Issue No. 65 - June/July 2012
Retailers’ problems and the solution
by Dr David Corkindale and Dr David Corkindale
I was in the department store that would probably see itself as the premier one in Adelaide, trying to decide which of four products to buy. They were in identical containers, each on a separate shelf, all the same price but of different colours and a slightly different name.
A well-dressed, mature sales lady came up to me and asked the usual “Can I help you?” I replied that I was trying to decide which of the four versions of the product to choose and said “They all seem the same to me.” In effect, I was asking for advice.
The response was: “You want to buy an X?” and I said “Yes” at which point she nodded and walked away! The item was about $30 and so, presumably, it was not worth her time to bother to advise me.
I soldiered on and picked one at random and walked to the till to pay. There were two young women there and they accomplished the transaction but when it came to giving me a receipt the till would not print it out. Saying nothing to me, all their attention was devoted to taking the top off the till and fiddling with the slot where the receipt gets printed, to no avail. One of them then literally ran off to get help and the other one continued to try to pull the paper out.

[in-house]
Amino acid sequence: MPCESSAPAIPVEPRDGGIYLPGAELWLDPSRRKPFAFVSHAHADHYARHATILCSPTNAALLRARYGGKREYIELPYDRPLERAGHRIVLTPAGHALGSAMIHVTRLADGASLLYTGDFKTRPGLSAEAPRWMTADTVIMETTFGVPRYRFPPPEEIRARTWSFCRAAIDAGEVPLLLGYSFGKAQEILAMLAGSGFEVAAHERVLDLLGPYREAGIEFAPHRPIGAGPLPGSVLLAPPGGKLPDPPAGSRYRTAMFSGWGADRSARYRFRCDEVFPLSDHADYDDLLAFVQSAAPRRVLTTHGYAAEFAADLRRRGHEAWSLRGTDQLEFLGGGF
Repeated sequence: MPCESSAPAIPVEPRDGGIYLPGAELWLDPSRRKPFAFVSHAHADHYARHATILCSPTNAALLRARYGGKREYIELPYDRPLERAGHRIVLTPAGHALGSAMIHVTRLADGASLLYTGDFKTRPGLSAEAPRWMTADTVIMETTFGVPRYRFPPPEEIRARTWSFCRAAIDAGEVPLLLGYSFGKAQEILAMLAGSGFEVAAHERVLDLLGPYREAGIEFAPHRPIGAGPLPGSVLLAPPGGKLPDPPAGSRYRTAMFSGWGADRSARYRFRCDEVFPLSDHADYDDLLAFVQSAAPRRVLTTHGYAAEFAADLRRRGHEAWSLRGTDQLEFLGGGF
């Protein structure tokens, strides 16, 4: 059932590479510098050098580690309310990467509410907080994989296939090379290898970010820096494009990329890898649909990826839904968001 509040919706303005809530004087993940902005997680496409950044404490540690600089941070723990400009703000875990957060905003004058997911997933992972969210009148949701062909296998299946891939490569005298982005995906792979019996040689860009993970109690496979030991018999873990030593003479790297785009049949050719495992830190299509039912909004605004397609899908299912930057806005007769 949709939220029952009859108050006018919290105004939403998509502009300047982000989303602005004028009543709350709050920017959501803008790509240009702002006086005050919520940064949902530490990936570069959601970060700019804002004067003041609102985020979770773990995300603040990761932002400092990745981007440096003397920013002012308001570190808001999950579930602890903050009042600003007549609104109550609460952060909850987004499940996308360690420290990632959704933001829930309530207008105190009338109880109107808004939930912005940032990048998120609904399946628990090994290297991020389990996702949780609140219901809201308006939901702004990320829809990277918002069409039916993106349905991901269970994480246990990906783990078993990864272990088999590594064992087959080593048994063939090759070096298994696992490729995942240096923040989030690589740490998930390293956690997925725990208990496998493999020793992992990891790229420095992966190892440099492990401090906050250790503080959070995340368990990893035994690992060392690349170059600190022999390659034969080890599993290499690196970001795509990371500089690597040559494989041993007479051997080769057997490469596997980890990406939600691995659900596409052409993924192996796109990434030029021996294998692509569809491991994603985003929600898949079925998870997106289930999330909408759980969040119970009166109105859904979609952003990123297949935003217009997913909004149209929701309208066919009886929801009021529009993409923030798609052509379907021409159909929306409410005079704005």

The well-dressed sales lady drifted up and was told there was a problem with the printing; that also was obviously below her concern and she drifted on. The other sales assistant returned but with no help. At least three minutes had passed.
At last one of them turned to me and rather sheepishly said: “Sorry about this.” I decided that as the item had no moving parts and was unlikely to be faulty I did not need a receipt and sped for the exit.
I relate this experience to add to the criticism that others have levelled at physical retailers: customer service can be poor and it seems that some assistants are not trained in the basics.
Even more importantly, are they trained in selling? If they are not, then is it a surpr...